The EEPA competition also brings out certain issues that several SMEs face, and the support that projects, like Business Generator, are offering to entrepreneurs and enterprises across Europe. One thing that stood out for me, that has certainly been an issue for Business Generator, is disparity between regions and the need to adapt different strategies. Some regions are experiencing growth and have access to funds and resources, whereas others are struggling to grow and have little to no access to the same resources, like my own region of Värmland in Sweden. The EEPA competition is a fantastic opportunity to see what is going on in Europe, to meet others striving to help SMEs and ultimately gain visibility for the work you do.

The future of Business Generator remains uncertain, and despite coming “top of the class” in Europe, will not continue, for now. The Business Generator team had several meetings at both regional and national level, but the budgets have already been defined and there is no surplus to fund the continuation of Business Generator. Municipal budgets have also been defined, and due to how tight they are, unfortunately there is no room for Business Generator. This is not to say that there is no interest in Business Generator, but for the project to continue interest alone is not enough.

The project itself is new and innovative, and challenges old ways of thinking. Whilst this is the way forward for SMEs it is a daunting investment to make, and when budgets are tight means that it is less likely to receive support. This also represents the current situation in Sweden, where SMEs receive almost no government research and development funding, which is largely distributed to universities, large companies and the public sector.

In comments from the Swedish National Audit Office, SMEs and innovation were recognised “as keys to Sweden’s future growth”, yet the body also stated that only “a minor part of total state aid to the business sector is directed at R&D and innovations as well as at small and medium-sized enterprises”. Whilst this is somewhat disheartening I believe that the solution is to take care of SMEs, and show this through concrete actions.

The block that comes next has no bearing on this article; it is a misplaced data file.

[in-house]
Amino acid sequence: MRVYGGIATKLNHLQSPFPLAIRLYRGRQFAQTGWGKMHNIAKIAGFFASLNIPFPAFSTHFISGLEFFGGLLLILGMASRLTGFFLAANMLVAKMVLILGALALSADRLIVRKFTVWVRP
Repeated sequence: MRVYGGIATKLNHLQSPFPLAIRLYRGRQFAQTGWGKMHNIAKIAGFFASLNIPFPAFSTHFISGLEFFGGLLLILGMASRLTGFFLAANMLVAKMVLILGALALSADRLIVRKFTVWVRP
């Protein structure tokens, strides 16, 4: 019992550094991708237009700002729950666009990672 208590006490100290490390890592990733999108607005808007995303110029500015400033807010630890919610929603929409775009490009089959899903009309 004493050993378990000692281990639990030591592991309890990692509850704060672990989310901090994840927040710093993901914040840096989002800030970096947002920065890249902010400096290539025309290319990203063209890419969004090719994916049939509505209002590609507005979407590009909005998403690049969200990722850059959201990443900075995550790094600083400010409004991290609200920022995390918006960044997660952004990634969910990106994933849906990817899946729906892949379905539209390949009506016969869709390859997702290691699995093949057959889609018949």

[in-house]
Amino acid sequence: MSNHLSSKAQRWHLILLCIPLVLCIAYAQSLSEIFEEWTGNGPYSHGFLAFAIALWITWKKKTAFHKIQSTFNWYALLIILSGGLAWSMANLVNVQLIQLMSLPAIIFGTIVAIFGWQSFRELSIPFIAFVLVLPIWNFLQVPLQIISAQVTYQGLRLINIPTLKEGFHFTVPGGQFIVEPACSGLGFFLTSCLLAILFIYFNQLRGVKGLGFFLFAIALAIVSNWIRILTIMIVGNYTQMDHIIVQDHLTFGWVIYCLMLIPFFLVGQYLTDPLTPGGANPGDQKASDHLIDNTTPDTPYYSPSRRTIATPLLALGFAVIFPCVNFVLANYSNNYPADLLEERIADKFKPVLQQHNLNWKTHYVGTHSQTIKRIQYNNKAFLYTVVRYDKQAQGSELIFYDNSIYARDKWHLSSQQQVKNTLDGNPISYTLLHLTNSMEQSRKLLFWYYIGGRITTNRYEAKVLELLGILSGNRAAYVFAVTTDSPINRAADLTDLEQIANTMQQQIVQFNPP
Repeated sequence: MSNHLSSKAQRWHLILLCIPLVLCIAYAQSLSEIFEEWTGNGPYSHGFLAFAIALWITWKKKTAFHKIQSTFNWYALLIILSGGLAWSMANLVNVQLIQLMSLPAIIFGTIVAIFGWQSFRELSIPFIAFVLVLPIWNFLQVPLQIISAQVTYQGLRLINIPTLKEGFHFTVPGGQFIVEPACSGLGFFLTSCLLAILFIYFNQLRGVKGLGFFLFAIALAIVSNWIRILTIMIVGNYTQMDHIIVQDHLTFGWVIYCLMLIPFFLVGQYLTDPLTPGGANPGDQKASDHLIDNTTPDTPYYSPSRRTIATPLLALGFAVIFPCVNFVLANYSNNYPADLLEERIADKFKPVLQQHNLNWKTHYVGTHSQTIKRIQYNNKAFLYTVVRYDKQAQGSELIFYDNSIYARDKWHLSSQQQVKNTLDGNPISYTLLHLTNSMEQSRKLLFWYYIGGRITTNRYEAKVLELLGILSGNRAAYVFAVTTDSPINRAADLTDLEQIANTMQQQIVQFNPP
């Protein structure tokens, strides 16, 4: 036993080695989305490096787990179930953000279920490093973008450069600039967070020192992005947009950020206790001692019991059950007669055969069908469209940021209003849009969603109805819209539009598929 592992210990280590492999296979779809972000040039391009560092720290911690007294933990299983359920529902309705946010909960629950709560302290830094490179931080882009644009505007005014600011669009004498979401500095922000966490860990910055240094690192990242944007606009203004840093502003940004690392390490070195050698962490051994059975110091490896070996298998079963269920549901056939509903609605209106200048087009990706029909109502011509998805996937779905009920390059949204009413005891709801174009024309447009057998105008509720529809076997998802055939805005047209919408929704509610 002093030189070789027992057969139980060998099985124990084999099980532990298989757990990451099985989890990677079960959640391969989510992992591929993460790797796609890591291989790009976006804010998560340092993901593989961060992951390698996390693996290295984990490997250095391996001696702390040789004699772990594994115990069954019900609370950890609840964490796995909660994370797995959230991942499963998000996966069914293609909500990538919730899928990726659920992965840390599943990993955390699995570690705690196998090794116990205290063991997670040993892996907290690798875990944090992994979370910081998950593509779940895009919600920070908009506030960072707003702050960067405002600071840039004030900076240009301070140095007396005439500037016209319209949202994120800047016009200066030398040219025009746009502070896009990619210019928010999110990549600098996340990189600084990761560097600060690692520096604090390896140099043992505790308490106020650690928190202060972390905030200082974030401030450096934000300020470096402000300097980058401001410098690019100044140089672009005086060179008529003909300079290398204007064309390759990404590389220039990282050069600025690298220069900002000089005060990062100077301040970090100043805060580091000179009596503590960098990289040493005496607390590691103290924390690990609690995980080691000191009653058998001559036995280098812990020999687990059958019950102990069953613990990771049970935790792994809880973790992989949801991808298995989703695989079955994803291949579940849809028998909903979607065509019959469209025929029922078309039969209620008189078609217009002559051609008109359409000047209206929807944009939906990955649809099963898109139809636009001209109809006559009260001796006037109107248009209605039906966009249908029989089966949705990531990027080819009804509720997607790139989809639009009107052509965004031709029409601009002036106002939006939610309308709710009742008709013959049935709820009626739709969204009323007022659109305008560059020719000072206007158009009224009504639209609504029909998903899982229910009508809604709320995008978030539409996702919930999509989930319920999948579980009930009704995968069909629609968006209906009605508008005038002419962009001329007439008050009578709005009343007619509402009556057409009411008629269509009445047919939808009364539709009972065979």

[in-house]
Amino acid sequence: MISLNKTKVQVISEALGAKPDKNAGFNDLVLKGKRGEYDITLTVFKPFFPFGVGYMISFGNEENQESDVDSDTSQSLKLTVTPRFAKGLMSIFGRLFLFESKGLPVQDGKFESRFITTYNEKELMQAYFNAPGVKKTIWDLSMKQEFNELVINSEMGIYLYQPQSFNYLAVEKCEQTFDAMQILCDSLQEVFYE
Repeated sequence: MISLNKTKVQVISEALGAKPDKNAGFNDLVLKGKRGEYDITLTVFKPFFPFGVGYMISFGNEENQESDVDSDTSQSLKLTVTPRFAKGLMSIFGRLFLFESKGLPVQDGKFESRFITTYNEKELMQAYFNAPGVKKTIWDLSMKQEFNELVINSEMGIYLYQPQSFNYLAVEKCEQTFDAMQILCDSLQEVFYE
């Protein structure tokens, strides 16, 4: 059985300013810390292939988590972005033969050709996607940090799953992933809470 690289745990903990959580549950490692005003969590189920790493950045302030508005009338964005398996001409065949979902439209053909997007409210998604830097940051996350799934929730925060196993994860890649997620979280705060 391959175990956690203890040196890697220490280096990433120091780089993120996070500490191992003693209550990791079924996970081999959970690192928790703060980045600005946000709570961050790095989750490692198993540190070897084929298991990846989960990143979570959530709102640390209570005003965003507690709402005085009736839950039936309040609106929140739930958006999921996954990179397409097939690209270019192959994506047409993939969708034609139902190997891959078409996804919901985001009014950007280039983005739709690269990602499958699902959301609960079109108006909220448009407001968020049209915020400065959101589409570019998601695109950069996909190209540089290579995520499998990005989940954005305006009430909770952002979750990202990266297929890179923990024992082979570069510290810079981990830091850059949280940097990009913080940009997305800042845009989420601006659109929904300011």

I hope that there is a future for Business Generator and would be interested to know more about the situation in other countries regarding SME funding. Currently in Sweden, SME’s receive 3,7 % of the state aid, but deliver four out of five new jobs. My wish is that the funding statistics will change and that SMEs can continue to deliver jobs and receive the support they need both at national and European level.

Whilst the Business Generator journey may have temporarily come to an end, I would like to thank the European Commission, for helping to highlight the good work that is going on across Europe through the EEPA competition. Finally, my message to potential future applicants, apply for EEPA 2018, this is an important opportunity and you should take it!

Interested in finding out what happened to some of the companies helped by the Business Generator? Come back soon to find out right here on the Promoting Enterprise News Portal.

Watch the ‘winning moment’ for Business Generator from EEPA 2017: